“Conservation” (and, let’s be clear, this is somewhat an extreme example) achieves 75%.
Conservation + Efficiency achieves an 85% or even greater savings.
Yes, conservation (actually, sensible showering) makes a huge cut.
Making that conservation + efficiency (a low-flow showerhead) helps take that even further.
Yet, there is a basic power of of efficiency: the next person in the shower, who might not be Navy-like in showering habits, might take that 20 minute shower. Rather than using 100 gallons, the low-flow cuts that in half. Eg, going toward efficient systems provide a pay off (basically) no matter the users’ behavior.
And, let’s take the next step as to: where is that water coming from and how is it delivered to the house? Is this from a rain barrel water collection off the roof or is this from desalinated water? Is the water moved to the shower by gravity or by electricity from an oil-burning electrical generator?
And, by the way, above is “water” — what about water temperature? Hot / tepid / cold shower? Warmed by sun, natural gas, propane, electricity? And, how efficient a heating system?
Of course, It’s not just about showers
First off, bathing is only a small part of our direct water use (cooking, toilets, watering lawns, pools, …) and a miniscule part of our indirect water use (agriculture, power generation, etc …), thus this shower example is a microcosm of speaking about water. But, across the board of water, the ‘conservation + efficiency’ is a stronger paradigm.
Of course, this is true across all systems. A well-insulated building will require less energy to cool or heat. And, adopting conservation measures (heating less at night or when no one is in the house, wearing sweaters and not heating as high) will mean even less energy demands.
Driving a fuel-efficient vehicle uses less fuel. Driving it well uses even less. And, figuring how to drive it less means even less fuel usage.
Thus, a basic principle when it comes to pursuit of efficient systems and conserving behavior. It is not an either / or situation but “and”.
Conservation + Efficiency.
It is not an either / or, but both …
Not just about “Me, myself, and I” …
One real challenge, for all us, is to remember that we
face systems-of-systems, interrelated and interacting challenges; with reinforcing opportunities; with multi-faceted complex and simple solutions.
We have interacting
- Challenges: Global Warming, Energy (peak oil), resource limitations (water, peak top soil, minerals, etc), economic malaise, social inequities, etc.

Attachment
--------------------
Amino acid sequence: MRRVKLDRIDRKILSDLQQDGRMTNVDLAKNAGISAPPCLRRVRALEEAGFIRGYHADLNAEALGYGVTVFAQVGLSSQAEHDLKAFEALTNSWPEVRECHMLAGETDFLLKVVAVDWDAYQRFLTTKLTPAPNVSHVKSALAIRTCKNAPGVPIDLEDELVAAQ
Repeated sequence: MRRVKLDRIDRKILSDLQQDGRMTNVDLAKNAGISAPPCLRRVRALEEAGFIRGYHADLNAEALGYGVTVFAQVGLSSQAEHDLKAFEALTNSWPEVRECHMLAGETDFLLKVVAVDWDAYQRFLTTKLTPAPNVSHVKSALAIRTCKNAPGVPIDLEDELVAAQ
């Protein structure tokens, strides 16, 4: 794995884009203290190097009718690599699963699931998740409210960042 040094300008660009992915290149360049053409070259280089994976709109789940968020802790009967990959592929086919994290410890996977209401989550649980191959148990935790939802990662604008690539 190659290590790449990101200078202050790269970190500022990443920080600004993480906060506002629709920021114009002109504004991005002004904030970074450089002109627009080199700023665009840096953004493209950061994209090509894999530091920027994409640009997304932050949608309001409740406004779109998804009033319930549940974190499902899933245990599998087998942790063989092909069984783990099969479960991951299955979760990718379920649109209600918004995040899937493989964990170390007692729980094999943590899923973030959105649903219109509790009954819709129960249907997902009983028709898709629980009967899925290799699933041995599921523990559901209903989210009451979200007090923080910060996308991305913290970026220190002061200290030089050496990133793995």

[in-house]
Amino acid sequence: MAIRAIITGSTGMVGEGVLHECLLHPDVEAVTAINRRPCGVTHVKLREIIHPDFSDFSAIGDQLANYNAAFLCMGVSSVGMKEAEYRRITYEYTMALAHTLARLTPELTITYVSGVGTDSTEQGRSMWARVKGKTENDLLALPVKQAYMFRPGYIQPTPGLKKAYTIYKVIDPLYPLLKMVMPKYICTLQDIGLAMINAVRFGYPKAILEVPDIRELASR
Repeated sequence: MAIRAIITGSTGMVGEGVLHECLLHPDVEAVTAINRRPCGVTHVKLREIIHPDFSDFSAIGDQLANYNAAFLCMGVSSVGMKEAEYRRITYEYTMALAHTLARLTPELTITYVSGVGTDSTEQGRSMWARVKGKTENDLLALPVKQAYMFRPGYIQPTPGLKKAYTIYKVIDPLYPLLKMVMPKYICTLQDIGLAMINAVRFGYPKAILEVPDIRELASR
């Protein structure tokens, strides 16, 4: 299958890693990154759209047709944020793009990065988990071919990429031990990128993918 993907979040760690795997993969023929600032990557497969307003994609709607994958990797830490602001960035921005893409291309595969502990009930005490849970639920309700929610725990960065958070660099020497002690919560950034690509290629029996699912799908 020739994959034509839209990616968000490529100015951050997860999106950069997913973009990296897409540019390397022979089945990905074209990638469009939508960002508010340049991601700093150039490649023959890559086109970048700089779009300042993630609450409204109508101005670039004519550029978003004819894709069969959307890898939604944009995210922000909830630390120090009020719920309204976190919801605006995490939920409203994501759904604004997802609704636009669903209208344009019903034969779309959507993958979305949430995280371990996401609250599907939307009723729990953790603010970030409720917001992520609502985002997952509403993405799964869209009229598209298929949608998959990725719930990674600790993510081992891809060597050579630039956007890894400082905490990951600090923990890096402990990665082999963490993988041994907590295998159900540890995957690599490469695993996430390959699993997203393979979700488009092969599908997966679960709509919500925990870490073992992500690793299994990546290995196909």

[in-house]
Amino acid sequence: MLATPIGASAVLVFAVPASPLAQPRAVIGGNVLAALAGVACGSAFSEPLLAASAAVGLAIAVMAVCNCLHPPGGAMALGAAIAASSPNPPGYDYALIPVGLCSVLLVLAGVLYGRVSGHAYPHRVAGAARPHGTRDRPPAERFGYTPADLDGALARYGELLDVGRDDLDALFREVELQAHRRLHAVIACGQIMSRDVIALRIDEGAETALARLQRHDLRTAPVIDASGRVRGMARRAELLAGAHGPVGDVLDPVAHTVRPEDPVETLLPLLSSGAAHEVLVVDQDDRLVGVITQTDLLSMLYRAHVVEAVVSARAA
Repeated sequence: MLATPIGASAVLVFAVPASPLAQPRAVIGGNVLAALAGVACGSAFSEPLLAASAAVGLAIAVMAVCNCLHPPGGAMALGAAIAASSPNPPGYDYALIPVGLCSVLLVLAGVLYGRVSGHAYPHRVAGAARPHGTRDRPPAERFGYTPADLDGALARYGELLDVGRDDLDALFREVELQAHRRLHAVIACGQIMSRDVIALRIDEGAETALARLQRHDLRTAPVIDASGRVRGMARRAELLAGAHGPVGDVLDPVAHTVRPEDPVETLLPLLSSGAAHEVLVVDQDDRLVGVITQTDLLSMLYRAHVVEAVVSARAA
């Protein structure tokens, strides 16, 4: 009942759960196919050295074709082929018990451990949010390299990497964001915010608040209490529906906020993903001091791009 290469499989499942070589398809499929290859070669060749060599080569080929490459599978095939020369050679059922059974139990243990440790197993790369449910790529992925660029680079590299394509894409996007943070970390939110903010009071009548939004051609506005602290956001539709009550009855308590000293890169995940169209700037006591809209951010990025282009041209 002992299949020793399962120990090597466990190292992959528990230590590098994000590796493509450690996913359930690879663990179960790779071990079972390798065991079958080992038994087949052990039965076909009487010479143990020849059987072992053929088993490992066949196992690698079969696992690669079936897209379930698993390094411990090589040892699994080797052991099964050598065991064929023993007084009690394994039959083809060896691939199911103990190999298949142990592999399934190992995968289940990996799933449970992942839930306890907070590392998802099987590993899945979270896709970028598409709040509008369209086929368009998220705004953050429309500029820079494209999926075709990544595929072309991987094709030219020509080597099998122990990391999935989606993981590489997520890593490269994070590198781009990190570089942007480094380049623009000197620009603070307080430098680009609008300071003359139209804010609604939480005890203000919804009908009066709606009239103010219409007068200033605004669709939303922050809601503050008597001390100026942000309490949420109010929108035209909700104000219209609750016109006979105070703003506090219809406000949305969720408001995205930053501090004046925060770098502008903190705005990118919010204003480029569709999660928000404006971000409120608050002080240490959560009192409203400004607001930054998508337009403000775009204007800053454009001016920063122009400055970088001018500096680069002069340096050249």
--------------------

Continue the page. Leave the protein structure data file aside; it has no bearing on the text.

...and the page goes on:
- Solutions: Conservation (Reduce, Reuse, Recycle); Efficiency; Renewable / Sustainable energy and resource sources; Multiple domains and levels (Individuals; Groups/Communities; Businesses; Government); Multiple tool(Procedures/Policies/Regulation, habits/behaviors, technology)
As per above, the parameters of “efficiency” are driven very heavily by forces outside the control of an individual, frequently via government rulemaking (standards setting). And, the parameters of “conservation” are driven by individuals (even if within a social context that set standards of ‘acceptable’ behaviors).
We are not going to be able to surmount our challenges and seize our opportunities acting as individuals. We are not going to surmount our challenges or see all opportunities if we simply rely on government (and large business) action. We need both (actually, all).
As we struggle our way toward aprosperous and climate-friendly future, a key element is to think holistically about our challenges and opportunities. When it comes to, for example, “energy” and human activity should be separated into three interacting areas, of which “source” is only one of the three:
- USAGE – what do we want (or need). (This is where “conservation” kicks in.)
- EFFICIENCY – how efficient are the devices/systems used to achieve what we desire
- ENERGY SOURCE/TYPE: Where does the power come from and in what form.
If one looks at the problem in this way, it helps avoid silver bullet solution and other stovepiped thinking and fosters holistic (and realistic) paths toward a better, more sustainable tomorrow.
Let’s get wet again …
For a moment, let us return to the shower and water use. Cutting that shower from 100 to 10 gallons doesn’t just impact “water” supplies but has a chain of implications
California … water-related energy use consumes about 19 percent of the state’s electricity, 30 percent of its natural gas, and 88 billion gallons of diesel fuel every year. Energy is consumed along the entire water value chain, including conveyance, storage, treatment, distribution and wastewater collection. The study concluded that a “major portion of the solution to water and energy efficiency is closer coordination between the water and energy sectors.”
Now, California is an extreme case (needing to move vast amounts of water vast distances) but illustrative of the linkages. Roughly, the water system requires 8 quads of energy each year or a little more than ten percent of US energy use.
Slicing that shower’s water demand lowers energy demands (not just for heating the water) which lowers water demand for supporting energy generation which …
Our problems and challenges are interrelated … but so are the opportunities and solutions.
And, well, once again:
- Efficiency: good
- Conservation: good
- Clean-Energy To Treat/Move/Heat Water: good
- Efficiency + Conservation (or any combo of two of the above): Better
- Efficiency + Conservation + Clean-Energy: BEST!
Going for the triple play is the only sensible path forward to a sustainable future.
And, this is true whether we are talking your personal/family life, community and businesses, government, society.